Crane Assembly was founded in 2012 by three long time friends in the Napa Valley – winemakers Dave Phinney (of Orin Swift fame) and Kevin Fox and business partners Bryan Sandoli and Darryl Browman (Darryl is the co-owner of Cavus Vineyards in the Stags Leap District). Kevin makes all the wines for the Crane Assembly.
Dave Phinney began his wine career at Robert Mondavi Winery as a temporary harvest intern in 1997 working several hours every day during the graveyard shift in the winery doing punch-downs and pump overs. With Mondavi’s encouragement, in 1997 Dave made a barrel of wine from second crop grapes and the next year produced his first vintage of a label he ultimately became well known for, Orin Swift. He wasn’t satisfied with the quality of the wine, so Dave sold that vintage on the bulk market (Orin Swift is now owned by E & J Gallo Winery). Little did either Mondavi or Phinney know that eventually both would again be linked based on Phinney’s remarkable success with The Prisoner wines.
A gifted blender of both varieties and regions, Dave built his reputation on creating fruit forward (often higher alcohol), approachable blended wines. His winemaking has never been constrained by specific varieties or geographical places. To complement his creativity with winemaking – his wines incorporate extremely creative, unique and often eye catching labels. And he is a master marketer – helped by the fact his wines are reasonably priced based on quality.
Their historic property is a registered vineyard in the Historic Vineyard Society, an organization dedicated to the preservation and promotion of California’s oldest vineyards (membership vineyards must have an original planting date no later than 1960). Some of the vines in this vineyard are far older then that date. The vineyard was originally planted in 1885 by St. Helena wine pioneer George Belden Crane and has been continuously farmed as a vineyard for some 130 plus years.
As a result, this is an extremely rare and historic vineyard. It is one of the two oldest currently commercially producing vineyards in the Napa Valley. There is only one other commercially producing vineyard in Napa with vines dating from the 1880’s. That is the Canard Vineyard in Calistoga containing old vine Zinfandel.
A replant to some of the vines in the Crane Assembly’s vineyard was done in the 1930’s – today some of the oldest vines range from 85 to approximately 130 years old.
Dr. Beldon Crane was one of Napa’s earliest wine pioneers; he moved to Napa Valley in the mid 1850s and was the first to introduce European grape varietals to the region. At one point he owned more then 300 acres of land here. Incidentally his first vineyard in St. Helena is now the site of St. Helena High School. And looking north from the Crane Assembly’s Vineyard, one sees a magnificent white house. This was Dr. Crane’s former home, currently owned by long time area vintners, the Salvestrins.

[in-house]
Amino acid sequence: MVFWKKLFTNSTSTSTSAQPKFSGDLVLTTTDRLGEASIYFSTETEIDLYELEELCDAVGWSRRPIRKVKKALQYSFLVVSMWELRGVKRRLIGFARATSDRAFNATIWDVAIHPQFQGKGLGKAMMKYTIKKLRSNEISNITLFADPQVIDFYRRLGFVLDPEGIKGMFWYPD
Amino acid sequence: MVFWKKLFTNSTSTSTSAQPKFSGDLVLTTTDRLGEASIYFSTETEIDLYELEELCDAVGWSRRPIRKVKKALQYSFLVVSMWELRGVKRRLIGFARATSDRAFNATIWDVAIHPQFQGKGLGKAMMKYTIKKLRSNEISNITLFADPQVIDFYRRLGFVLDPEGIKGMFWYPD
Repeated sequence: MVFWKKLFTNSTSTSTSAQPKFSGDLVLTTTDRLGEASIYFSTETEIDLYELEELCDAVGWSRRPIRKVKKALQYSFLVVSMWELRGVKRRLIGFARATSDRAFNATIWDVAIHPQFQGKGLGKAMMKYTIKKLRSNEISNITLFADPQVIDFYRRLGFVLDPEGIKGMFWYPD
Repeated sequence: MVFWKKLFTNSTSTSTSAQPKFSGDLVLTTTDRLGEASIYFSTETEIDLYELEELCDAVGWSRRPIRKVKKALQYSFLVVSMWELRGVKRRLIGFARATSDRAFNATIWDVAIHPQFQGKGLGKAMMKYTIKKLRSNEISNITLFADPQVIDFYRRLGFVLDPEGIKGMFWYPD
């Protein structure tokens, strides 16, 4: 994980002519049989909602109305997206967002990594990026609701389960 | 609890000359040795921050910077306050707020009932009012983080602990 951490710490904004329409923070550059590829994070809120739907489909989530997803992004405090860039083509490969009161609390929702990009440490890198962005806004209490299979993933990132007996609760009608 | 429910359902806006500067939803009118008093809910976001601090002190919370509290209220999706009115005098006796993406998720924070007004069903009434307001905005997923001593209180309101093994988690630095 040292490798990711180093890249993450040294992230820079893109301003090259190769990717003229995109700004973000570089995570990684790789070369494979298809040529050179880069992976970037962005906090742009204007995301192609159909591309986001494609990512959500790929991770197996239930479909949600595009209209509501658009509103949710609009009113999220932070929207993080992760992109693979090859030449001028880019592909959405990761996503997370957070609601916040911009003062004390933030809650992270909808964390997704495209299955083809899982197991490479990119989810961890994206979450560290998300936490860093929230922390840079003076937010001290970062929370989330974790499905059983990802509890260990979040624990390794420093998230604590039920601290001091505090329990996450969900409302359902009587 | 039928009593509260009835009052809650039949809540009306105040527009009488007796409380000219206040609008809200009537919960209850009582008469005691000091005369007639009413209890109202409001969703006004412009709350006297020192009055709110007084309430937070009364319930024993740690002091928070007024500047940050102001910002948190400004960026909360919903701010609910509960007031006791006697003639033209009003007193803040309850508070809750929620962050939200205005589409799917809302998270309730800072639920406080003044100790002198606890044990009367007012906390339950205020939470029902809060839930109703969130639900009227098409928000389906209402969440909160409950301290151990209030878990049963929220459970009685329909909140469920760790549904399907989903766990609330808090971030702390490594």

Like other old vine vineyards we have seen in Napa, these vines are gnarled, weather beaten with moss growing on the trunks and all are head pruned. They are surprisingly delicate to touch, yet incredibly resilient to have lasted all these decades. In 2021 drip lines were installed along all of the vine rows, not necessarily used each year for irrigation unless there is a significant prolonged heat spike.
The vineyard is in a very good neighborhood; Beckstoffer’s well regarded Dr. Crane Vineyard is nearby as is his Bourn Vineyard and the very historical Hayne Vineyard is slightly further to the west with several other old vine vineyards in fairly close proximity. Both the Beckstoffer and the Salvestrin’s own former portions of Dr. Crane’s original vineyard land.
The vineyard is planted to a total of 8 acres including 4 acres of which are planted to mixed blacks – historically these varietals included Zinfandel, Petite Sirah, Carignan and lesser plantings of Alicante Bouschet, Mourvedre and Valdiguie. Over time due to disease and other factors some of the older vines have died and have been replanted. Today any vines that are removed for whatever reason from this block are replanted to Zinfandel.
In addition to the mixed blacks the vineyard contains a 1.6 acre block of Cabernet Sauvignon (trellised), a 1.4 acre block of Petite Sirah, and two rows of Merlot. There are a total of 5 separate vineyard blocks on the property. More recently, Robert Biale Vineyards was making a vineyard designate Zinfandel from the property called Old Crane Ranch Zinfandel.
The ‘wrong’ buyer or perhaps better stated – someone who was only interested in the economics of this vineyard would have pulled out these old vines immediately in favor of replanting to Cabernet Sauvignon. Fortunately Dave Phinney and the team have a strong interest in preserving some of the Napa Valley’s early and most cherished vineyard history.